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SENTRY JOURNAL » Uncategorized » Why federalism is failing us…see Arizona ruling

Why federalism is failing us…see Arizona ruling

In a 5-3 ruling the Supreme Court struck down three out of the four key provisions in Arizona’s immigration law.  Justice Kennedy delivered the opinion of the court and as I read the long-form explanation of the court’s opinion it became abundantly clear to me why federalism is failing us.  It’s failing us because the federal government believes it’s a national government that reigns supreme over all things.  It does not view states as sovereign entities that are part of a federation and the Arizona ruling confirmed that position. In order to understand where I am coming from one must know the difference between a national government and a federal government.

A National government is the highest level of governance with the government at the central level having direct control over the freedom of the people living in the states; though, all this is in good faith of both parties.  The national government is the government of the whole nation while a federal government is a government of the states that are independent and sovereign.

A Federal government gives far more autonomy to states that make up the federation than a union with a national government with states. In a federation, the federal government passes acts that operate states and not the people living in them.

When our founders crafted the constitution they designed it in a manner that created a federal government of a Constitutional Republic consisting of 13 states.  A partnership was established between the sovereign states and the federal government with each party having specific powers and responsibilities.  The federal government’s powers outlined in Article I, section 8 of the constitution were limited to 17 enumerated powers while the states’ powers were extensive and broad.  Both parties do share some responsibilities but overall the states carry most of the water in this partnership.  It was purposely set up this way to keep the government close to the people and the limit the reach of the federal government.  That’s basically how federalism is supposed to work.  The founders never wanted to establish a national government because they feared a national government would usurp the authority and dismiss the sovereignty of the states’ leading to the loss of liberty and freedom. And yet yesterday our highest court in the land referred to our federal government as a national government three times in the court’s opinion.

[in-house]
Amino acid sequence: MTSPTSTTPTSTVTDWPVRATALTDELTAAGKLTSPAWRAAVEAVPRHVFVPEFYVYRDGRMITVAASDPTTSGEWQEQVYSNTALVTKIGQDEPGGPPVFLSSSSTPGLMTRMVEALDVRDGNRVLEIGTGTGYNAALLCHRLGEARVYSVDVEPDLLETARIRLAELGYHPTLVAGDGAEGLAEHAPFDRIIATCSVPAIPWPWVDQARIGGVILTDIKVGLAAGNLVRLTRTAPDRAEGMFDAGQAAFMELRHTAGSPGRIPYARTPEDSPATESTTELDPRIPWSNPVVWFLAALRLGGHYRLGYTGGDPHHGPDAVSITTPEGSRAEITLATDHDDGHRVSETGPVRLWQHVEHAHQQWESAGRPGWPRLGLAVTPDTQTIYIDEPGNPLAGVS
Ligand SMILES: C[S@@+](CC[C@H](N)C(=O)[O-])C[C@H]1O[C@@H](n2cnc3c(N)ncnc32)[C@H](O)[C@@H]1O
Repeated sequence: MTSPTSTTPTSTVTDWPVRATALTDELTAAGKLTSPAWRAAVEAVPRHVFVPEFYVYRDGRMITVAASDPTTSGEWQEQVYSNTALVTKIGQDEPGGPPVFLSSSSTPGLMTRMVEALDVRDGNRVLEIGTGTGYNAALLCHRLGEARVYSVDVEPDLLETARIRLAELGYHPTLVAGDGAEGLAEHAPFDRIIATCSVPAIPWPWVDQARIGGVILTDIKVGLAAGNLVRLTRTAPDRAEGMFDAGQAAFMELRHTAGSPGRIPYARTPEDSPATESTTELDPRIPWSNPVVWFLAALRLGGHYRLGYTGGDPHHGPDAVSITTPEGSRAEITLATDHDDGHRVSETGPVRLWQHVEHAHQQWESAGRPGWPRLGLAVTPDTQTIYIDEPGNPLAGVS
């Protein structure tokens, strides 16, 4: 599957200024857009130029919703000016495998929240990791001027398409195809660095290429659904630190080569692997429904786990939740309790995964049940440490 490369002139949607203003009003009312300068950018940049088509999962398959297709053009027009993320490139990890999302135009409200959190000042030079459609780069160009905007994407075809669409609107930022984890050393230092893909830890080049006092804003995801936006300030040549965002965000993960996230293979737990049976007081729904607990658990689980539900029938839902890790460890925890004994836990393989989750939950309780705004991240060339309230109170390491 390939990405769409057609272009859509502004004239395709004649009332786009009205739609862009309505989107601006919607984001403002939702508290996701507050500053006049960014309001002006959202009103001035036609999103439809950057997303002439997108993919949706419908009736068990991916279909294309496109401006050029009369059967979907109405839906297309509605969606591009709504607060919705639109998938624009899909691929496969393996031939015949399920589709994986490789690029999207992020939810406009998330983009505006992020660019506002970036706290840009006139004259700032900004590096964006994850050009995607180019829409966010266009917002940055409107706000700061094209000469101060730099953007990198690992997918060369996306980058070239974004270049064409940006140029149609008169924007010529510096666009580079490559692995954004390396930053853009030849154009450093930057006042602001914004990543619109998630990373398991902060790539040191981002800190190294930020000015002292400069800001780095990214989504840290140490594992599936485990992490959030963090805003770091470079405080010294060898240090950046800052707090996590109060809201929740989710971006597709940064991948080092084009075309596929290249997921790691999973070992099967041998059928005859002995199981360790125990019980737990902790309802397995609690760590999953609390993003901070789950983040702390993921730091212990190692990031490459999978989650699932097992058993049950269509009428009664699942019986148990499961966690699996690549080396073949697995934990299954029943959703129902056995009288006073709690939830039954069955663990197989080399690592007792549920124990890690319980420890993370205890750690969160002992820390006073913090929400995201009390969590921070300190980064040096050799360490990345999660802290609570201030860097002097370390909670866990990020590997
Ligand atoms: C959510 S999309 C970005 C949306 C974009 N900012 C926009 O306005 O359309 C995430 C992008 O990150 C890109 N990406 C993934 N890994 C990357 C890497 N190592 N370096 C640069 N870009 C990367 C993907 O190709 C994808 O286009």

In Justice Kennedy’s explanation of the ruling he stated the following.

The Government of the United States has broad, undoubted power over the subject of immigration and the status of aliens. See Toll v. Moreno, 458 U. S. 1, 10 (1982);see generally S. Legomsky & C. Rodríguez, Immigration 3 Cite as: 567 U. S. ____ (2012) and Refugee Law and Policy 115–132 (5th ed. 2009). This authority rests, in part, on the National Government’s constitutional power to “establish an uniform Rule of Nat- uralization,” U. S. Const., Art. I, §8, cl. 4, and its inher- ent power as sovereign to control and conduct relations with foreign nations, see Toll, supra, at 10 (citing United States v. Curtiss-Wright Export Corp., 299 U. S. 304, 318 (1936)).

He further went on to write, “Federalism, central to the constitutional design, adopts the principle that both the National and State Governments have elements of sovereignty the other is bound to respect.

Again he referred to the government as a national government and not a federal government.  And finally he made one last reference about a national government in the following. “The National Government has significant power to regulate immigration. With power comes responsibility, and the sound exercise of national power over immigration depends on the Nation’s meeting its responsibility to base its laws on a political will informed by searching, thoughtful, rational civic discourse.

You can read the entire ruling here>>